Brexit And The ‘Post-Racial’ Fallacy
University of Salford, United Kingdom
There is an emerging body of scholarship which seeks to understand the motivations behind the ‘Brexit’ vote, including that which centralises explorations of racism, nationalism and post-colonialism. However, little consideration has been given to the way in which ‘post-racial’ racisms underpin the narratives of Leave voters. By drawing on data generated through 13 semi-structured interviews and 114 questionnaires with Leave voters in Salford (Greater Manchester, UK) – a city that saw a higher percentage of the electorate (56.8%) vote to leave the EU than the national average (51.9%) – this paper explores the subtle and subterranean ways in which xeno-racisms were articulated in the accounts of some Leave voters. Although restricting immigration was a key motivator of Salford Leave voters, they vehemently rejected accusations of racism and instead, couched their views in seemingly non-racial ways. Specifically, our participants framed their vote as a response to what they perceived to be the victimisation of the ‘marginalised’ white ‘indigenous’ population. Therefore, in discussing our data, we argue that far from living in a ‘post-racial’ epoch where ‘race’ and racism are assumed to be things of the past, racisms continue to thrive through new modes of articulation. These ‘post-racial’ racisms emerge from the shadows at key moments and are fundamental to understanding ‘Brexit’.
Moving Bodies: The impact of Brexit on Roma in South Yorkshire
1University of Salford, United Kingdom; 2Migration Yorkshire, United Kingdom
Despite anti-discrimination legislation and initiatives to support the inclusion/integration of Roma, there is a level of hostility that disadvantages Roma in ways that few other racialised group experiences. This racialised persecution results in the marginalisation of Roma communities and evidences the fallacy of claims that we are now living in a post-race era. Using qualitative data collected before and immediately after the UK’s 2016 European Union Referendum vote, this paper reports on the experiences of Roma communities in South Yorkshire – a region where almost two thirds (61.56%) voted to leave the European Union, which is a figure higher than the national average of 52%. This paper discusses how the presentation of Roma as ‘irregular migrants’ who pose a security threat to public order, are now more than ever in these post-Referendum times, putting Roma at enhanced risk of the neoliberal agenda to securitise their mobility. It is argued that rather than passively accepting their confined mobility, members of Roma communities are that this has been informed by notions of identity, space and citizenship. Regardless of the actual decision, Roma communities are actively and assertively mapping their future projections.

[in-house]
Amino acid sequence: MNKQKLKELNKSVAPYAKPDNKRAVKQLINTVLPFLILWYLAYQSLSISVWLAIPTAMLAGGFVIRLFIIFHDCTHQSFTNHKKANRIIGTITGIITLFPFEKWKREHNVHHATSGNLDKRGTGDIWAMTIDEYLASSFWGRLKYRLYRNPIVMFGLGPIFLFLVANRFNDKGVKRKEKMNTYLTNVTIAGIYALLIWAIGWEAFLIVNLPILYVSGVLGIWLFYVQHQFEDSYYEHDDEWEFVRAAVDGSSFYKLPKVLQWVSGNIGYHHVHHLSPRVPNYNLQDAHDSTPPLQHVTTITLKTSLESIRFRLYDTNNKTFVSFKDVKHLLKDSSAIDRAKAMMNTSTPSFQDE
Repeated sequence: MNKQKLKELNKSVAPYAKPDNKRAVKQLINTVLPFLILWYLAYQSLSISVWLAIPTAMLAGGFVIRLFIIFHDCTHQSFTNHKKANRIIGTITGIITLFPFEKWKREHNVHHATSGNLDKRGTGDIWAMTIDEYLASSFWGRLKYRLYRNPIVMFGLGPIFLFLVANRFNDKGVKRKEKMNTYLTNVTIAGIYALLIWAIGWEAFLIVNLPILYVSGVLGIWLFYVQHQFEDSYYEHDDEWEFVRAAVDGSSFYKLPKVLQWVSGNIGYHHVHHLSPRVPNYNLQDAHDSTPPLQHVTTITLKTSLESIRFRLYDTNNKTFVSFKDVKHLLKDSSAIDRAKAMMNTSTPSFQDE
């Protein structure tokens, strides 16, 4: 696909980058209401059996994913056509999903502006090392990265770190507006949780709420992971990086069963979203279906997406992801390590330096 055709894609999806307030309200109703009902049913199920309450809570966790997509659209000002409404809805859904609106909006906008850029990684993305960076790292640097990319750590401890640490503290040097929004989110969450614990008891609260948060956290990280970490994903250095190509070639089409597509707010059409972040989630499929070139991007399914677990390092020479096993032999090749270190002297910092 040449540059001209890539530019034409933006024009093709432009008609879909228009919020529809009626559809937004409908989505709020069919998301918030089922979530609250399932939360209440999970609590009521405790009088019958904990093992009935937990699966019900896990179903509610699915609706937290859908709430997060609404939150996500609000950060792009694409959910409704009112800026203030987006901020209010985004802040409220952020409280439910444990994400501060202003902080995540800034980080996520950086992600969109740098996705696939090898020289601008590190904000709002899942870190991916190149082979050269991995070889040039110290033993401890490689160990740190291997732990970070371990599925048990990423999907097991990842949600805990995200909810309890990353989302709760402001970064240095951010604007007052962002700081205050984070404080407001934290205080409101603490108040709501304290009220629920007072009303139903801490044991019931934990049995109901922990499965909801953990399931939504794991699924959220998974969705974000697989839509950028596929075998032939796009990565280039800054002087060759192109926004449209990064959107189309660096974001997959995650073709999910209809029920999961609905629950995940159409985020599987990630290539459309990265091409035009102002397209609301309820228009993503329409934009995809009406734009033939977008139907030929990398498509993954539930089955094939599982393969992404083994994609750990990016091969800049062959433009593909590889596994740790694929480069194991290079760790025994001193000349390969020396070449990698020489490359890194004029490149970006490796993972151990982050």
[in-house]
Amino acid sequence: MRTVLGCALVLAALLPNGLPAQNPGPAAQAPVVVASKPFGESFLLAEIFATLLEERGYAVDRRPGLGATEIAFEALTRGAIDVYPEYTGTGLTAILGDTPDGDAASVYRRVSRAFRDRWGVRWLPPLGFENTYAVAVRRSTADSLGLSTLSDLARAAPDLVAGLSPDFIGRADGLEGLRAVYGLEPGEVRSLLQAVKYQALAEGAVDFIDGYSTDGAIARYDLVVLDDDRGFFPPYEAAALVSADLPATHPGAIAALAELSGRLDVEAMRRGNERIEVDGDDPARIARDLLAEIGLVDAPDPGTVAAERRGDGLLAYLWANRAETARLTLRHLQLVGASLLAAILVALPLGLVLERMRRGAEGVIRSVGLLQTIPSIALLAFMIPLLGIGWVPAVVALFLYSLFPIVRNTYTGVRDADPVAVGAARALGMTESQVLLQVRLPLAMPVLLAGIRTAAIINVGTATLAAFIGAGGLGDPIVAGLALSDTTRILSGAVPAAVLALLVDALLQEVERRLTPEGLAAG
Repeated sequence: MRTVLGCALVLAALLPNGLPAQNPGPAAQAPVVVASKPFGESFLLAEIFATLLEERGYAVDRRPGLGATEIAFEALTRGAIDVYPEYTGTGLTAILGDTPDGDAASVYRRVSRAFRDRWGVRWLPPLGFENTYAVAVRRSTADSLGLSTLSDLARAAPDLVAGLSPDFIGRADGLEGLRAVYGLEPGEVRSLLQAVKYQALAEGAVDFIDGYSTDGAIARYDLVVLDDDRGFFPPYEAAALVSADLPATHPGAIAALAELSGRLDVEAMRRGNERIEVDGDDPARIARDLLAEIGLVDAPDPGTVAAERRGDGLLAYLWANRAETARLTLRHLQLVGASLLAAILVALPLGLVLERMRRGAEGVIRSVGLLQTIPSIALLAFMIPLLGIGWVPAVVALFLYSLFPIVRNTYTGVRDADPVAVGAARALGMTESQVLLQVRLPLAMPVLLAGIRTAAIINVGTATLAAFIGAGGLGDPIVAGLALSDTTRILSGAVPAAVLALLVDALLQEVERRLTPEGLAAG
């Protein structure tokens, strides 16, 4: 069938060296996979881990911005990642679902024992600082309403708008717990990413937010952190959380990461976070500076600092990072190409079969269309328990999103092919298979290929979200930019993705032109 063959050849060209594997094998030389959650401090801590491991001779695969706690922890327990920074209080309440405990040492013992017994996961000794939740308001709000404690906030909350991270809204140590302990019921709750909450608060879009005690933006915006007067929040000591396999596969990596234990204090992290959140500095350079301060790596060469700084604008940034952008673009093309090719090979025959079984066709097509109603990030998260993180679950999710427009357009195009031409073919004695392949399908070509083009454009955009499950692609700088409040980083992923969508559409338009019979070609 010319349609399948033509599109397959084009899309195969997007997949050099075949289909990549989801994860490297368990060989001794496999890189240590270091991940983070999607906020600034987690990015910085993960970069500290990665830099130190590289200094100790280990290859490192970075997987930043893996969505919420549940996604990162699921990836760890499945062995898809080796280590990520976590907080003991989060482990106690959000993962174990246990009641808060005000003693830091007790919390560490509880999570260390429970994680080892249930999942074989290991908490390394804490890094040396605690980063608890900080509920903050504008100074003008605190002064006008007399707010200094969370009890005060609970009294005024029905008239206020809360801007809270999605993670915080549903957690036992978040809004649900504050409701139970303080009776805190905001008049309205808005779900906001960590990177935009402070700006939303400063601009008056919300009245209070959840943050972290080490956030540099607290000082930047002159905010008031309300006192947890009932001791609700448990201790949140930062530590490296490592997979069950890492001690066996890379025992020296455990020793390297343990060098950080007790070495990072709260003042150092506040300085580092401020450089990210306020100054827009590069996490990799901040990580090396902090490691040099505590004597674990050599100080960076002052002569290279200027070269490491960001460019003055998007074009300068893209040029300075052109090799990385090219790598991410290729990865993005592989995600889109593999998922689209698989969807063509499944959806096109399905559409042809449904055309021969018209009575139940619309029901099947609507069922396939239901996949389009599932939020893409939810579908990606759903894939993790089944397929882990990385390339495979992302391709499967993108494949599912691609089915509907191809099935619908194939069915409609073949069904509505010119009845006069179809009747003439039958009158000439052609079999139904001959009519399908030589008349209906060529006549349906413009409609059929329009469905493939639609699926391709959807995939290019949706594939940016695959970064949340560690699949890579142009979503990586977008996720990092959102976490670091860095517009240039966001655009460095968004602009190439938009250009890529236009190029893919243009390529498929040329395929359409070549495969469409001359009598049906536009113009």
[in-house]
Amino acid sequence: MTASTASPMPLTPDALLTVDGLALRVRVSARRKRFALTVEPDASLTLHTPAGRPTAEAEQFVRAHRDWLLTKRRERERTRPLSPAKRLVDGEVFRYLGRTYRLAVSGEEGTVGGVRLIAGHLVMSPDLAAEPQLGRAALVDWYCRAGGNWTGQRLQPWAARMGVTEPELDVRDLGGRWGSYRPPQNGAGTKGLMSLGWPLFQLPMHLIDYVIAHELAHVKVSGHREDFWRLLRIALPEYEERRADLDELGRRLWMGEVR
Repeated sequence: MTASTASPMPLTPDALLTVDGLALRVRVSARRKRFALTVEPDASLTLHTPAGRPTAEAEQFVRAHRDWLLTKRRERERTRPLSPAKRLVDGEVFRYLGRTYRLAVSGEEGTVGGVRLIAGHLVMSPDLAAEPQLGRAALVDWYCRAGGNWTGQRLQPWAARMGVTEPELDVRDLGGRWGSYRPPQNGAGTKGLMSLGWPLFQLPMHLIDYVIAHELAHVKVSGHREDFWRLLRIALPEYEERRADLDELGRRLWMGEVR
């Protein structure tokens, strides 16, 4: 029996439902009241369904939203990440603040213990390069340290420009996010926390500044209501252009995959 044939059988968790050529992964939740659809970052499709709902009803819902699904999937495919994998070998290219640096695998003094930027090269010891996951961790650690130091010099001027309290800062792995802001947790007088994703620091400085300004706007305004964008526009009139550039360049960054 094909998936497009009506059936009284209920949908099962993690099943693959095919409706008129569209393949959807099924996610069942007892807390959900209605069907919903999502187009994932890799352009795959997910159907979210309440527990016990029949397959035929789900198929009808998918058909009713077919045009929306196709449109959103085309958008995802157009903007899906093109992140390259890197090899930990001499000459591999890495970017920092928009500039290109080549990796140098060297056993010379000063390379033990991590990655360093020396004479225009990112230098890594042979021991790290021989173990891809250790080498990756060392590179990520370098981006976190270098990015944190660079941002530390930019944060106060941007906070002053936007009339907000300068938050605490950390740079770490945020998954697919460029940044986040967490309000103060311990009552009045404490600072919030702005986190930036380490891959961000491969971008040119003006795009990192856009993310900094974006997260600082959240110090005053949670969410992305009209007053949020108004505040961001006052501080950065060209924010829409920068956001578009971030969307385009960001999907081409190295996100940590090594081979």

‘Go Back to Auschwitz, You Polish Bastards’: Everyday Experiences of Xenophobia and Racism among White Racialized Young EU Nationals in Brexit Britain
University of Strathclye, United Kingdom
For young people who migrated to Britain as children, Brexit is personal not political, a major rupture to their sense of belonging and an added insecurity in the process of their identity formation. Brexit has key implications for their future, in the context of their increasingly denied citizenship and rights. This paper draws on a unique study with over 1,000 young EU nationals aged 12-18 who moved to the UK as children. Data included a UK-wide survey, 20 focus groups and participatory family case studies. I examine young people's position as white youth who are subjected to an ongoing process of racialisation by others and examine localised whiteness as it intersects with dimensions of age, class, nation and gender. While EU nationals were mainly viewed as non-racial universal individuals before Brexit through their whiteness, and as ‘desirable’ migrants, the increasingly hostile and anti-immigration environment fueled by politicians and certain segments of the media has cancelled their invisibility. I show with data how young people are racialized through markers such as their accent or use of European languages in public, food and music they like or clothes they wear, or their migrant background. Their everyday experiences of being othered include racist and xenophobic microagressions, often disguised as banter or jokes, but also physical attacks in public places or their homes. The paper progresses existing knowledge by focussing on young people's experiences in the context of current public debates on Europe and issues of national and European identity and questions whiteness as a norm or fixed trait which determines young people’s life chances post-migration.
If there is time, we will show this video: https://www.channel4.com/news/the-brexit-fears-of-the-children-of-eu-nationals